Wearing a dress was far more practical for both genders. Remember, spandex and stretchy fabrics did not exist. Try to imagine trying to coax a squirming baby into a pair of structured trousers with button closures. Seems like it’d be challenging, to say the least- not to mention how uncomfortable it would be for the child. Now think about the fact that babies grow by the day. With no stretch to the fabric, children would be growing out of their trousers every few weeks. This is also why children in the 5-10ish age range would wear short pantaloons or knickers- since they were cropped already, they hid growth better.

Finally, there was the diaper factor. These days, so much has been done to make the diaper changing process as simple as possible- disposable diapers with stretchy sides and tape closures, onesies that literally come off with a snap, and wet wipes, ready to use and toss as necessary. In past centuries, though, dresses were the best option to simplify changing diapers.

There are many rumors that dressing both genders the same as infants was due to high infant mortality rates, that by not distinguishing genders could make loosing a child slightly less difficult. This is just a rumor. Though both genders wore dresses, there were distinguishing features. Hair styles were the most common (once long enough to be cut.) By toddler years, when children were old enough to have some structure to their clothing, girls’ bodices would mimic adults, while boys’ would often button up front. Trims would also reflect the respective adult versions.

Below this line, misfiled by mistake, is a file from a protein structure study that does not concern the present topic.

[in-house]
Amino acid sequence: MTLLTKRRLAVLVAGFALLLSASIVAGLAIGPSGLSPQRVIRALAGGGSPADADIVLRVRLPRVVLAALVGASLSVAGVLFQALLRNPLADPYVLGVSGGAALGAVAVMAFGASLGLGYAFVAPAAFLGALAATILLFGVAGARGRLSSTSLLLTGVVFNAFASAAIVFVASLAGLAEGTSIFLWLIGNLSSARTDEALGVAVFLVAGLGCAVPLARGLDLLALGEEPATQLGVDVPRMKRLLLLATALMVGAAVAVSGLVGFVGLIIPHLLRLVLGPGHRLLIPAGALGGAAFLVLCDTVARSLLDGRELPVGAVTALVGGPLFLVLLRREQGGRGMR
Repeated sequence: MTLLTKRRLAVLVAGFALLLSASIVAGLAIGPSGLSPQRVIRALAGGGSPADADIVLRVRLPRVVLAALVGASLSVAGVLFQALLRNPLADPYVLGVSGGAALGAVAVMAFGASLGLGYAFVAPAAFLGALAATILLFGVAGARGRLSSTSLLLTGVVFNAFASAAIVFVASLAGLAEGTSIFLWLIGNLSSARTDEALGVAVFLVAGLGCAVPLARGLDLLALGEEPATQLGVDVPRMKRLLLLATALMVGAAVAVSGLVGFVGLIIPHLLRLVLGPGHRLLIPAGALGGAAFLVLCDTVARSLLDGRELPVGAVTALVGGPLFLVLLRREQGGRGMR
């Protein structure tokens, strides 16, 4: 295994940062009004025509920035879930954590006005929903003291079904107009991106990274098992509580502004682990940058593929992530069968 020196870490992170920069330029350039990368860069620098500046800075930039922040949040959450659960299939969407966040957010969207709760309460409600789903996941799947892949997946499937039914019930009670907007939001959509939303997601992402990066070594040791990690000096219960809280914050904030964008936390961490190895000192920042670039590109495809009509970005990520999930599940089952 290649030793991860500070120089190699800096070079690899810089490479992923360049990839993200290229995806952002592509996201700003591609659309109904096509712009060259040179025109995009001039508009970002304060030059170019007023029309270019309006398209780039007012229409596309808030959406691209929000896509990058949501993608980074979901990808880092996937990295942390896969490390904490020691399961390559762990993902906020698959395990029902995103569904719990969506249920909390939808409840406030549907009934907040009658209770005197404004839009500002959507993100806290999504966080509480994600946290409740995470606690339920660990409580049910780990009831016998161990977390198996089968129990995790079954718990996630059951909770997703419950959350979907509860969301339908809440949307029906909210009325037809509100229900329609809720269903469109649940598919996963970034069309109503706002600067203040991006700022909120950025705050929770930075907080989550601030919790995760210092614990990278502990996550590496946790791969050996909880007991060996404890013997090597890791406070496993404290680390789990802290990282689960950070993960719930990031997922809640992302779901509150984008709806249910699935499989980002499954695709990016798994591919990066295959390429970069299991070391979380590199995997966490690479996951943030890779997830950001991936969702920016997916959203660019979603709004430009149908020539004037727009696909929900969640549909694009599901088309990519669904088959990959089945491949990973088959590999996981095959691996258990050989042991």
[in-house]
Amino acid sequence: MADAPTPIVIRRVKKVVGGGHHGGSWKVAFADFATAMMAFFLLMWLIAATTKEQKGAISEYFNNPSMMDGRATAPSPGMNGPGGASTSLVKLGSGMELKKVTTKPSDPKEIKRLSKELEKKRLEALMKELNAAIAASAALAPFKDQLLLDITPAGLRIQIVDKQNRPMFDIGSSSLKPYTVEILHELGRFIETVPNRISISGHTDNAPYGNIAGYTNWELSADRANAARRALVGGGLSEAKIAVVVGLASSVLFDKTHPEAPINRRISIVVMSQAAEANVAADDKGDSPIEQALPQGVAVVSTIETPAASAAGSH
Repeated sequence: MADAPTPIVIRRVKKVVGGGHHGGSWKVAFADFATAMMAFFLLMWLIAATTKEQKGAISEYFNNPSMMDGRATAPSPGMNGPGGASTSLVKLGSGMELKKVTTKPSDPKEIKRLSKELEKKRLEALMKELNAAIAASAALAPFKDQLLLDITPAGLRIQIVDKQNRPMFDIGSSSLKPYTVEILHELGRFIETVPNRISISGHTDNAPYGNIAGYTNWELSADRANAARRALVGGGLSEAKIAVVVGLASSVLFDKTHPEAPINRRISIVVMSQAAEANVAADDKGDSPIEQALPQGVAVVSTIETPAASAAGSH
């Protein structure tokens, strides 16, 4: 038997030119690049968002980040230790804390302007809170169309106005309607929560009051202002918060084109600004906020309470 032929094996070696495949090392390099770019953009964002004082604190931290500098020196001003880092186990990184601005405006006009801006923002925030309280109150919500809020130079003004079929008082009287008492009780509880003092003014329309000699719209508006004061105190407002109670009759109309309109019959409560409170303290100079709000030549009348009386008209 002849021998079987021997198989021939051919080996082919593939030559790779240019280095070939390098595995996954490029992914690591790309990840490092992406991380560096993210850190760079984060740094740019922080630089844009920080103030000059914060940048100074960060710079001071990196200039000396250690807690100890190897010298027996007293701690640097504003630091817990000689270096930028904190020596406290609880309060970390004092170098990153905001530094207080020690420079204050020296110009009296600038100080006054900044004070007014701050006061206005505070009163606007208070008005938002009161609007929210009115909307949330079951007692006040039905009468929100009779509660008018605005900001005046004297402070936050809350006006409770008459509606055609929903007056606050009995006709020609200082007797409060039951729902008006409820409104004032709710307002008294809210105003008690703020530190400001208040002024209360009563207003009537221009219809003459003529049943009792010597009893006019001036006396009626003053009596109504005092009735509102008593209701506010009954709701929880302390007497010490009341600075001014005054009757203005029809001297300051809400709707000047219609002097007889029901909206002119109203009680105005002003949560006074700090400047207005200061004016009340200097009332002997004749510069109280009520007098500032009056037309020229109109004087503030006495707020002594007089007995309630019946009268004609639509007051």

When boys reached the age when they were fully toilet-trained, they would be breeched- aka, they would begin wearing trousers. The occasion was a very big deal, and typically marked the point where fathers became more involved in raising their sons.

Want to learn more about historical infant clothing? Check out these books:

Children’s Clothes Since 1750, by Clare Rose

Clothes and the Child: A Handbook of Children’s Dress in England, 1500-1900, by Anne Buck

Have a question about fashion history that you want answered in the next FRIDAY FASHION FACT? Just click the ASK button at the top of the page!